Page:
We in the ‘western world’ pride ourselves on how we’ve alowed free thought and tolerance to flourish, with enough personal responsibilites and laws in place to prevent our societies from becoming chaos. To what degree have we succeeded? To what degree are we kidding ourselves?
We do have the best system in the world, with one vote per person, individual freedoms, and a sense of relative personal safety. It’s not perfect, but it’s as good as we’ve got. Personally, I think we still have a ways to go. Prejudice remains in many forms. Black curtains of censorship still exist, and self-interest causes corporations and individuals to try to limit competition. In itself, competitiveness is not necessarily a bad thing–it helps each of us to strive for self-improvement and that of our society. The problem comes when it pervades leadership.
Canada, for example, has things like ‘minimum Canadian content’ policies in place. The explanation is that they exist to protect Canadian identity and interests. (Sorry, no comment here on cross border tarifs and the like–someone else can tackle that.) Supposedly, the minimum requirement of Canadian content in magazines sold in Canada is not meant to exclude American content, but to ensure Canadian content is present. The end result is that some American content has to be excluded. Who gets to choose which point of view gets left out? I don’t know, and worse, I don’t know who to ask.
The fear that Canadian culture will be swallowed up by American ideals must puzzle the rest of the world, since the two countries are very similar in culture. Oddly enough, one of the most Canadian things a person can do is become wildly successful and move to the United States–or become rich and famous by moving to the US. A lot of time and effort is expended, insisting that Canadians are ‘not American.’ Yet we consume a lot of American cultural content, even as we gently make fun of our US neighbors.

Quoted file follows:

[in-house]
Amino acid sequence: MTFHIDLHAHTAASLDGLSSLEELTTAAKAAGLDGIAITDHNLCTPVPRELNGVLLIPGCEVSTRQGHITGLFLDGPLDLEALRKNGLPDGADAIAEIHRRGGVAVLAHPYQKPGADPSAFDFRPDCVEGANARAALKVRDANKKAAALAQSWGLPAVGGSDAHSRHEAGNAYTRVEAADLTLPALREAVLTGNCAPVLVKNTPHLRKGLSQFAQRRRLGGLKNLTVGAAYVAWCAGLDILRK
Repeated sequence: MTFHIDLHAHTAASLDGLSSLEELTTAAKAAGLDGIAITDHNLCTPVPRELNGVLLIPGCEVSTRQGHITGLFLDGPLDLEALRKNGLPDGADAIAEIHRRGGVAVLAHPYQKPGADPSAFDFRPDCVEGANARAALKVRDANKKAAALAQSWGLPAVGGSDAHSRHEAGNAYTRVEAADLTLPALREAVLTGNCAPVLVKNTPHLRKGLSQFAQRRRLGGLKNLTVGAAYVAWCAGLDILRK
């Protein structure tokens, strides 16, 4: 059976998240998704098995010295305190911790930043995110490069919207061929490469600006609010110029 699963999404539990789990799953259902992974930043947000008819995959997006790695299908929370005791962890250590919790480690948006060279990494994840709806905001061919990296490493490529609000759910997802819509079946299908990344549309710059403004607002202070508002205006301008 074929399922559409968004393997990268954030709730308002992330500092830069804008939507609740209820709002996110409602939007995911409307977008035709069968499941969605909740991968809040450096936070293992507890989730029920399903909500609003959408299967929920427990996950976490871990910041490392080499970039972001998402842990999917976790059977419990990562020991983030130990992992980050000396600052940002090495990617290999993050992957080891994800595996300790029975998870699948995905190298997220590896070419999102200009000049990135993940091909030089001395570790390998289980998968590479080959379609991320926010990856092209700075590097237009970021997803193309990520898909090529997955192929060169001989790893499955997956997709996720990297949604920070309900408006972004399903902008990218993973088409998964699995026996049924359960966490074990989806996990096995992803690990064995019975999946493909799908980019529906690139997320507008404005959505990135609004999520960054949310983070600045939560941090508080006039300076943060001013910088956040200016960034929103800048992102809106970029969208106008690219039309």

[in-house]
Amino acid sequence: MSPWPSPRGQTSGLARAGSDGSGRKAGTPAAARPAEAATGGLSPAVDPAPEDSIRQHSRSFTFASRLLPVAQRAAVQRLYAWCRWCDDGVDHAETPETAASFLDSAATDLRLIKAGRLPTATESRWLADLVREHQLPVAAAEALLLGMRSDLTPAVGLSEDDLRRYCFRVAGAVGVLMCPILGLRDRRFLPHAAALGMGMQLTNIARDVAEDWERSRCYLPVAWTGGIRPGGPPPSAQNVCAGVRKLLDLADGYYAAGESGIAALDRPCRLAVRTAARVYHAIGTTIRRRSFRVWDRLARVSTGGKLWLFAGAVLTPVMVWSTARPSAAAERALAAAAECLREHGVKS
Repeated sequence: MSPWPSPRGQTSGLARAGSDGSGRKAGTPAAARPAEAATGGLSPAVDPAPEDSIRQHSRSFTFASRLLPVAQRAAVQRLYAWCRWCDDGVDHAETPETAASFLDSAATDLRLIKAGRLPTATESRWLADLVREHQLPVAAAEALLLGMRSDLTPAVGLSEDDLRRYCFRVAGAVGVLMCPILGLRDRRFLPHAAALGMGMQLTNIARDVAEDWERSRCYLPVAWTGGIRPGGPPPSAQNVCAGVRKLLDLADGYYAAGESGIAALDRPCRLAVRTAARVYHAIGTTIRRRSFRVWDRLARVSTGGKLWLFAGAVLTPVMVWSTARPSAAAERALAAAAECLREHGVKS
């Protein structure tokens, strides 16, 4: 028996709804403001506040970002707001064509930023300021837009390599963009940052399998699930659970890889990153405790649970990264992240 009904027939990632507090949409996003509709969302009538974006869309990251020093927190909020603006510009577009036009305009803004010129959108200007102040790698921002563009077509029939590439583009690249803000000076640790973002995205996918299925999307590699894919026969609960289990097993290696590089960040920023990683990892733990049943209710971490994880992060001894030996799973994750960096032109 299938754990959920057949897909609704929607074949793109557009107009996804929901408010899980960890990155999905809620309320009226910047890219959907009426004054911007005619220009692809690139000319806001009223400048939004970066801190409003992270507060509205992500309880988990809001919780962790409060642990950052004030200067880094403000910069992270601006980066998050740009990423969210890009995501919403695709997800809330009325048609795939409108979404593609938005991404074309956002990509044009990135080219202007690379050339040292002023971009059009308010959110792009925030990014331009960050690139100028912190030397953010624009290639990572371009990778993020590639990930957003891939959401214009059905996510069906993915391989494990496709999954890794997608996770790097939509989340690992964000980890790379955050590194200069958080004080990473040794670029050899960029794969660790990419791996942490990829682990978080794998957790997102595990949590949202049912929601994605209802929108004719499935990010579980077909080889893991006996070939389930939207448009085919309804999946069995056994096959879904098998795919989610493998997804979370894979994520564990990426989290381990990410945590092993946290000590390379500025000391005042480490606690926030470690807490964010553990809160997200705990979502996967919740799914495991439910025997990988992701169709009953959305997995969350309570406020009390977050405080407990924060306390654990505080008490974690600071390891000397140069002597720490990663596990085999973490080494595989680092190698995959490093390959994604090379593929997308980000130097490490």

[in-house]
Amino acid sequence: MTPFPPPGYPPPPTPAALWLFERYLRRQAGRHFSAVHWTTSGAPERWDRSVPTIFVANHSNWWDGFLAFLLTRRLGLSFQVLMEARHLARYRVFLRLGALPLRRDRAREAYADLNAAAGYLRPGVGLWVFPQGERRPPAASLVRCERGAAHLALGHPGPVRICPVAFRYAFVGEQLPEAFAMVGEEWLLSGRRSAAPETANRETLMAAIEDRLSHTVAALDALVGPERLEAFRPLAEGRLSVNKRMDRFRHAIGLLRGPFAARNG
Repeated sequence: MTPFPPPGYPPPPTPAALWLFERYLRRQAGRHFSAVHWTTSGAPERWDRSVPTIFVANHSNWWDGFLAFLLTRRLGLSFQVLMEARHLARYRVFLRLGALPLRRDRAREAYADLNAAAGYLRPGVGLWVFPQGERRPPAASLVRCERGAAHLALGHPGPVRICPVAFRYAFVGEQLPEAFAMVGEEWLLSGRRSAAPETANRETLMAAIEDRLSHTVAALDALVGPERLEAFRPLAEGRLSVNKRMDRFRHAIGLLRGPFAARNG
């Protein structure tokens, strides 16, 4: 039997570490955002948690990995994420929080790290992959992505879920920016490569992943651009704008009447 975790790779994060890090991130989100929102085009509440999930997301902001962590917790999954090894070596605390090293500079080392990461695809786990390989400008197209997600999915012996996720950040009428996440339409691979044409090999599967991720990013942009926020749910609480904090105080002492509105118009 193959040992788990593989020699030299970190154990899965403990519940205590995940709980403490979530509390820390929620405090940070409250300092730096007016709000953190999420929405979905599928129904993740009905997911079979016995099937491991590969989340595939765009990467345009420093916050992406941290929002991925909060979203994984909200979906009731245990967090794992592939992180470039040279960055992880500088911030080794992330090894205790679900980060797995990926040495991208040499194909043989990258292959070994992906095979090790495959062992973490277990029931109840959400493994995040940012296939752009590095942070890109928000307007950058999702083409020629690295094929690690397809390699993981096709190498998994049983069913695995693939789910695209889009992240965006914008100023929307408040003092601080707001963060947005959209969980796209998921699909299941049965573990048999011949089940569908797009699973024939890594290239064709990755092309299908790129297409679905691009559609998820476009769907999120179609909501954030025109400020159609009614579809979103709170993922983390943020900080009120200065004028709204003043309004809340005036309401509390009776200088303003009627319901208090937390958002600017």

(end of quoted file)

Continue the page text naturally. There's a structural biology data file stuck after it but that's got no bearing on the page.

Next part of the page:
Beyond this is the international publishing industry. I was priveleged to hear a webcast (on my cell phone, so no actual picture) of Julie Andrews the other day. One of my Internet contacts brought this to my attention, whereupon I was left wondering, ‘when did Julie Andrews ever write a book?’ It turns out she has written several, and co-authored some with her daughter. Who knew? (They’re children’s books, but who’s going to pass up a chance to hear an interview of Julie Andrews?) I think most Canadians would be absolutely ignorant of the fact she’s a well established author of children’s books.
Unless an author goes way beyond the norm, including getting on the best seller list, with at least a potential movie deal, it’s unlikely anyone outside of the country will ever know the author’s name. Traditional publishing houses have seen to the business of printing books within their own countries. While this is immensely practical and hardly falls into the category of conspiracy, it has a similar effect to prohibiting the publication of an author with foreign citizenship.
North Americans are lucky on this point, as ‘the longest undefended border in the world’ allows many creative endeavors to pass back and forth. My books for example, Been Blued and Martian Blues, were both printed in the United States. Since I’m Canadian, they would both be considered a Canadian product with Canadian content. The fact that my publisher is based in the States would not be considered relevant, nor would my usage of American spelling, although it took me a while to convince my computer to use the US version. (Many Canadian words follow the British spelling.)
In comparison to the Canadian market, the American market is huge. One professional revealed that the Canadian pubishing industry accounts for three percent of his business. Movies can be made jointly with filming locations in either country. I’m assuming those doing so have access to all the legal ramifications involved, since it’s been happening for years.
It is possible that Internet access has the greatest potential for eliminating the black curtains of censorship and silence some try to hide behind. The fear of the past several decades has been a monopoly of information, with a one-way street leading to government control of expression and thought. Fortunately, even an ordinary person is capable of being extremely clever when given computer access, and the Internet tends to lead in many directions, including the vital two way lanes of communication. Perhaps we can look forward to the day when black curtains and conspiracies fall prey to responsible freedom of thought and expression. At the same time, let’s eliminate crime and evil intentions. 😉
Thanks for reading.
Phyllis K Twombly